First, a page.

After a long day in the saddle, even the most grizzled of wranglers would enjoy a soothing massage, delicious food and wine, and a starlit soak in a hot tub.

Besides offering traditional trail rides, cookouts and hikes, many of Arizona’s fabled guest ranches are pampering guests with gourmet meals, wine tastings, spa services and more. Here are a few places that serve up a side of luxe along with cowboy steaks and beans.

Northwest of Phoenix, Wickenburg’s dude ranches are iconic, including Rancho de los Caballeros, a historic resort ranch and golf club on 20,000 wide-open acres of Sonoran desert.

After a long ride or a round of golf, mosey over to the spa for a “rusty” brown-sugar body scrub and a Hassayampa hot-stone massage, then enjoy an evening meal in the charming lodge, which dates to the ranch’s founding in the late 1940s.

You’ll want to dress up for dinner – the chef goes way beyond campfire cooking, offering menu items such as smoked duck salad, lamb chops and butternut squash risotto. There’s a great wine list to boot.

At evening’s end, your luxurious, Southwestern-style room beckons, complete with turndown service, jetted tubs and fireplaces.

Hidden Meadow Ranch is all about rustic luxury. Located in Northern Arizona’s White Mountains near the town of Greer, its pine-scented setting is perfect for horseback riding, fly fishing, canoeing, mountain biking, hiking and even archery. In winter, the ranch takes care of everything to get you skiing at nearby Sunrise Park Resort.

At the end of the day, head to the main ranch house for the chef’s “western mountains” cuisine, such as achiote-marinated elk tenderloin or a grilled boneless pork chop with a mustard, bourbon and maple sauce. The ambiance? You’ll be sipping your Cabernet in the glow of a fireplace and candlelight.

Retreat to your straight-out-of-a-Ralph-Lauren-catalog cabin, made cozy with turndown service and firewood delivery. Can’t sleep? Stroll over to the meadow for a relaxing soak in the hot tub or request an in-cabin massage.

Guest Ranches secondary- with frames.jpgIn Southern Arizona, Tanque Verde Ranch, founded in 1868 by a wealthy Mexican estate owner, harkens back to old Tucson. It’s been a guest ranch since 1908, known for desert horseback treks, team penning, hiking, fishing, tennis and mountain biking.

After you burn calories during a water aerobics class, head to the ranch’s La Sonora Spa, where you can scrub off trail dust with the Sonoran Sunrise body treatment, relax with The End of the Trail massage or just soak in the whirlpools.

Later, sip margaritas in the old adobe saloon or take part in a traditional barbecue. The chef and his team also offer elegantly prepared steaks and seafood, along with great wines, in the dining room.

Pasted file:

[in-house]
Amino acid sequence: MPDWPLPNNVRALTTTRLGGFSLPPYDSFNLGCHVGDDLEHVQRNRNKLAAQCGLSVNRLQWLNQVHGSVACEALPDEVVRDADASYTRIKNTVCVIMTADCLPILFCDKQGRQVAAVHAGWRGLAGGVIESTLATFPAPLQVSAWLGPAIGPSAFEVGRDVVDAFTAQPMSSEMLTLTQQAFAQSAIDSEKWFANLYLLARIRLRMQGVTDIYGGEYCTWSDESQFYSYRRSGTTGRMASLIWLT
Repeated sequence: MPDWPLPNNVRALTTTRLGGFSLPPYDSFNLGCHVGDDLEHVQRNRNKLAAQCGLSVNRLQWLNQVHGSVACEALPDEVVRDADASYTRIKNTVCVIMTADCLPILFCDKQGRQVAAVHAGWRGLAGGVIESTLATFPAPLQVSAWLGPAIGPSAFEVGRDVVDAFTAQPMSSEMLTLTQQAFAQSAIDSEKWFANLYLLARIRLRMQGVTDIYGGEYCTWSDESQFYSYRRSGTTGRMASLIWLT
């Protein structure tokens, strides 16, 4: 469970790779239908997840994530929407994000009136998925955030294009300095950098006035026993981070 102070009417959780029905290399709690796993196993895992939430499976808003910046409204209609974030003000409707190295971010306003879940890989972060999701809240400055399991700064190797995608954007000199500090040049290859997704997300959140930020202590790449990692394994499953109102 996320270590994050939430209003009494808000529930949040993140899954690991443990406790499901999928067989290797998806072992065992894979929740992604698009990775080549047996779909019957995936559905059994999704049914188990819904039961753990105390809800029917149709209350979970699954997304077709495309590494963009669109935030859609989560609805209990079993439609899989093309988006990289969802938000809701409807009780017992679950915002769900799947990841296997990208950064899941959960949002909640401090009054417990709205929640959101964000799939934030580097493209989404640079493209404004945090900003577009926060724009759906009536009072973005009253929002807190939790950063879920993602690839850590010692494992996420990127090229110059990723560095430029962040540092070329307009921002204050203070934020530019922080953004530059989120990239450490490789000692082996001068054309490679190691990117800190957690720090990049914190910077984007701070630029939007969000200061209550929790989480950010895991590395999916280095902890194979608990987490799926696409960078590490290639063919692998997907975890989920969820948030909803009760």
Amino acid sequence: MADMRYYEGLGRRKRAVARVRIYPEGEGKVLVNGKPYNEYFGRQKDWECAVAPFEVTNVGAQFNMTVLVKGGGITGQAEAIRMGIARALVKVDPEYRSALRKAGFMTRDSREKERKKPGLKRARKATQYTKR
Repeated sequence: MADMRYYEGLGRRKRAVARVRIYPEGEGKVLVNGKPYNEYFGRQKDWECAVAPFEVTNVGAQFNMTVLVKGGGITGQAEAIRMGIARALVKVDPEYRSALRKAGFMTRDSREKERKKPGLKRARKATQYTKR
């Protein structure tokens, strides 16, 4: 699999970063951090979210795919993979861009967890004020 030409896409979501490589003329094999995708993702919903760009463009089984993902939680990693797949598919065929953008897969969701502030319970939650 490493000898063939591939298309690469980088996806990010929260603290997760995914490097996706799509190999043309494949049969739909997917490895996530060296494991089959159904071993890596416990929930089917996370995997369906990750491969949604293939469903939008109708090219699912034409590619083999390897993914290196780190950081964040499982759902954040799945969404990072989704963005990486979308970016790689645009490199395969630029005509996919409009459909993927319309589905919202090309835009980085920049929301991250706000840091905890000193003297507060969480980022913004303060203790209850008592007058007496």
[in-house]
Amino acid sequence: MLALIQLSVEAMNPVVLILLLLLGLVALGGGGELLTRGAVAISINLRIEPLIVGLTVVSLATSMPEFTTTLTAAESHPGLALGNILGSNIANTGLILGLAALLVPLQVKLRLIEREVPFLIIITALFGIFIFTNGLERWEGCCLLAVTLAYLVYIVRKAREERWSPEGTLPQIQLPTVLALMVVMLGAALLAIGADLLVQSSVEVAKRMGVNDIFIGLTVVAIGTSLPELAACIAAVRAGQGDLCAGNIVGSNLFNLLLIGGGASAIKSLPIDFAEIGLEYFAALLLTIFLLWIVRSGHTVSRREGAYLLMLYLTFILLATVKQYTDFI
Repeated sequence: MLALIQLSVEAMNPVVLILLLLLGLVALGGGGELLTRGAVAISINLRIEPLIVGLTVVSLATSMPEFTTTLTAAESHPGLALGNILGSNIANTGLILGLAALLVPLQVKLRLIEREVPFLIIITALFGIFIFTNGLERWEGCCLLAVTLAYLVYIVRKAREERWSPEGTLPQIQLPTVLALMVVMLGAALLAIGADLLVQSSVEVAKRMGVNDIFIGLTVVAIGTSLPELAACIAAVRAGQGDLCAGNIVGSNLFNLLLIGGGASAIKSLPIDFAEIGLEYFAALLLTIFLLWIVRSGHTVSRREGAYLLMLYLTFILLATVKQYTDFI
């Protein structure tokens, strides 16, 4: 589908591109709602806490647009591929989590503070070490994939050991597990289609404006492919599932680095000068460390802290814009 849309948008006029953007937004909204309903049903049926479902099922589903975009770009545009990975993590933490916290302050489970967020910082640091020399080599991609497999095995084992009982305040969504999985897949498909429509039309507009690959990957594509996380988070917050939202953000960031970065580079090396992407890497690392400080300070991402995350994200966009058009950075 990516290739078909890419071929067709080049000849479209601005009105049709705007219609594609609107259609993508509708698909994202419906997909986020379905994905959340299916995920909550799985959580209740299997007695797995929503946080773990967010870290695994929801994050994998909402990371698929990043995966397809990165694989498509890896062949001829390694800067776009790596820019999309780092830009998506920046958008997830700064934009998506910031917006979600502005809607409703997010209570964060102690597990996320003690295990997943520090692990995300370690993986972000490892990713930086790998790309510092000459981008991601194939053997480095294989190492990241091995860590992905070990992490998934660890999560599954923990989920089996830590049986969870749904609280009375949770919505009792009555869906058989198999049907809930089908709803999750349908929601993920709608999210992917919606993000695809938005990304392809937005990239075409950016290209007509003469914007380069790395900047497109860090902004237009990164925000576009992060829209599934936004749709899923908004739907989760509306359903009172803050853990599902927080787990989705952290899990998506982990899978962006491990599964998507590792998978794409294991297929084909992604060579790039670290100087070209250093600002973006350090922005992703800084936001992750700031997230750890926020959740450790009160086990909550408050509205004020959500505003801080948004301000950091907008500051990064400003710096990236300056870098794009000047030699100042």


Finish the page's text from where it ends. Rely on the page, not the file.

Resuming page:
You won’t have to count many sheep as you drift off in your comfy, Santa Fe-style room.

Tucson’s White Stallion Ranch sits on 3,000 acres next to Saguaro National Park. Opened as a guest ranch in 1940, its backdrop of mountains and desert is Hollywood-perfect – so perfect, that numerous movies and television shows have been filmed here, including the 1940 version of Arizona and the TV series High Chaparral.

Along with a spacious, Southwestern ranch-style room, you get all of your classic dude ranch adventures – horseback riding, team cattle penning, rodeos, steak barbecues, Western dance lessons and more.

In recent years, the ranch has also rounded up some more contemporary amenities, including a tennis court, a fitness center that also offers a sauna and massage, and a hot tub.

Something from the full bar might ease those saddle sores, or you can relax in the movie theater for some modern-day Hollywood films.

Near the Mexican border in Sasabe, Rancho de la Osa has been operating as a guest ranch since 1924, and it was also part of an original Spanish land grant dating to 1812. Pancho Villa is said to have been an uninvited guest; others, such as John Wayne and President Lyndon Johnson had reservations.

Hang out in the historic adobe buildings that are the main lodge and rooms, or go horseback riding in this remote piece of desert – it’s easy to imagine you’re no longer in the 21st century.

Luckily, the ranch has added newer amenities that will appeal to your modern self. Borrow a trail bike, swim in the pool, soak in the hot tub or book a massage.

Have a prickly pear margarita or a glass of wine in the cantina before dinner, then dine on, say, piñon-crusted chicken with a cherry chipotle sauce and, for dessert, espresso crème brûlée. Revolutionaries of yore never had it so good.